Twitter appended a note to Mr. Trump’s tweet, saying that it violated the company’s rules about spreading false and misleading information about the virus. But it kept the post up, saying that it was in the public interest to keep it accessible. Facebook removed a similar post from Mr. Trump, saying that the company removes incorrect information about the coronavirus.
According to the Centers for Disease Control and Prevention, between 24,000 and 62,000 flu-related deaths occur in the United States each year — substantially fewer than Mr. Trump claimed. In February, Mr. Trump stuck closer to the facts at a White House news conference. “The flu, in our country, kills from 25,000 people to 69,000 people a year. That was shocking to me,” he said at the time. Earlier that month, according to the recent book by Bob Woodward, Mr. Trump described the coronavirus as “more deadly than even your strenuous flus.” On average, seasonal flu strains kill about 0.1 percent of the people they infect.
The coronavirus, on the other hand, has killed more than 210,000 people in the United States, and more than one million worldwide, since the start of 2020. The virus’s true mortality rate remains unclear, as it is difficult to gather such data while the pandemic rages on. Inadequate testing has also made it hard to pinpoint how many people have been stricken by the virus, which can spread silently from people who never show symptoms.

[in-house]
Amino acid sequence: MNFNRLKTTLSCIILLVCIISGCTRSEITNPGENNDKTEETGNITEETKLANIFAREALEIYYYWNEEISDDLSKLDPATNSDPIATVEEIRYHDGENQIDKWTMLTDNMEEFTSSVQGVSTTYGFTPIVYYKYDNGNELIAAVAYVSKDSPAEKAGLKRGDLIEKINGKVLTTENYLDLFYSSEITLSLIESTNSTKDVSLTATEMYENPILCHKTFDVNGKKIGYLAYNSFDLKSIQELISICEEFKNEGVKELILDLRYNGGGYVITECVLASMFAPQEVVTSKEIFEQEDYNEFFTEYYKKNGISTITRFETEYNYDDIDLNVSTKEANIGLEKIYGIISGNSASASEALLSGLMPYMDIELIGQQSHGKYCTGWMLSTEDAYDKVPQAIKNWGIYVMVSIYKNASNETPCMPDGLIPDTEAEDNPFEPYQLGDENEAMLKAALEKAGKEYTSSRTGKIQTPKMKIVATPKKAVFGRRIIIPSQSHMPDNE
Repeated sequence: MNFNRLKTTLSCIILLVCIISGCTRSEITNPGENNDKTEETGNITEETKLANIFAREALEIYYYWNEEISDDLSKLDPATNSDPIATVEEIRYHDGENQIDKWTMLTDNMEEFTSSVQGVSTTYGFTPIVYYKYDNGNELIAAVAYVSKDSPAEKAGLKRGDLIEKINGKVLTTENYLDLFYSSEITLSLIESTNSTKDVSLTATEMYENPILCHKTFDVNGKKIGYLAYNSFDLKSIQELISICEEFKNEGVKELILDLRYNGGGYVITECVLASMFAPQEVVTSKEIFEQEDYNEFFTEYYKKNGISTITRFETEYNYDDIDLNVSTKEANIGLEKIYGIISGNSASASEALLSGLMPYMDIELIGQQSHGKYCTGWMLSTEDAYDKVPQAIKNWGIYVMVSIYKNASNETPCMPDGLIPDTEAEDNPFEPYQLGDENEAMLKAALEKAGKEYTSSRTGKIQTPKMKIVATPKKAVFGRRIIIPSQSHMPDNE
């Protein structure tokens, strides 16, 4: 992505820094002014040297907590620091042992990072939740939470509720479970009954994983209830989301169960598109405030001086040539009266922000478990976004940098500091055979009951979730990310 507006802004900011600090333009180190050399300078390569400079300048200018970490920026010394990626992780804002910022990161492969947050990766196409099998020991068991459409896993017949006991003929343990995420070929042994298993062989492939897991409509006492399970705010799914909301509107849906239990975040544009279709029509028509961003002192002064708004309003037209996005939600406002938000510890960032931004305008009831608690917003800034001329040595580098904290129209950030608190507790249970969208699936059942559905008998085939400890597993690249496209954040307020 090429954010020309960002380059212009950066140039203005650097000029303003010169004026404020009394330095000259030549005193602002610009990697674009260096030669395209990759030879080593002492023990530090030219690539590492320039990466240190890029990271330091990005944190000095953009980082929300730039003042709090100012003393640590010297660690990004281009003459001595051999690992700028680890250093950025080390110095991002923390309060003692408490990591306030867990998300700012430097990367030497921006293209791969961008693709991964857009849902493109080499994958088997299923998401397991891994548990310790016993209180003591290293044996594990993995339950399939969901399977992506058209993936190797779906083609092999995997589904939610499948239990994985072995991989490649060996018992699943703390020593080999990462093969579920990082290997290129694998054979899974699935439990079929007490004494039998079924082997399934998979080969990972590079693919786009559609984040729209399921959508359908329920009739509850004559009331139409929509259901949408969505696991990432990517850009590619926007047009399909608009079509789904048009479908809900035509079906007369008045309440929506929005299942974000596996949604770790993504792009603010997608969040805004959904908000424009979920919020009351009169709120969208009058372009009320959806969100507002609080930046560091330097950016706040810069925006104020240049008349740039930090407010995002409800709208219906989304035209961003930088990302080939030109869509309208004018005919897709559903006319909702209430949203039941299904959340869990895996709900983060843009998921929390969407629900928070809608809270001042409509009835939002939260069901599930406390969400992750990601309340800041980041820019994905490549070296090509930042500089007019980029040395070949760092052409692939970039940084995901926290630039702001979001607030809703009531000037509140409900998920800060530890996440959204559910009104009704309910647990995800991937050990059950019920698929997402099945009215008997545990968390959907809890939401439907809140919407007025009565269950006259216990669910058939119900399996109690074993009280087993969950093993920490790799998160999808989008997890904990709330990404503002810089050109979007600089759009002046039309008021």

Still, estimates from experts tend to put the coronavirus’s death rate higher than the flu’s. The virus’s death toll was especially high in late winter and spring, when hospitals were overwhelmed, clinically tested treatments were scarce and masking and distancing were even more scarce than they are now.
“This is basically nonsensical ranting and raving,” Angela Rasmussen, a virologist at Columbia University, said about Mr. Trump’s statements. “This just demonstrates that, for a businessman, President Trump doesn’t seem to have much of a grasp of mathematics.”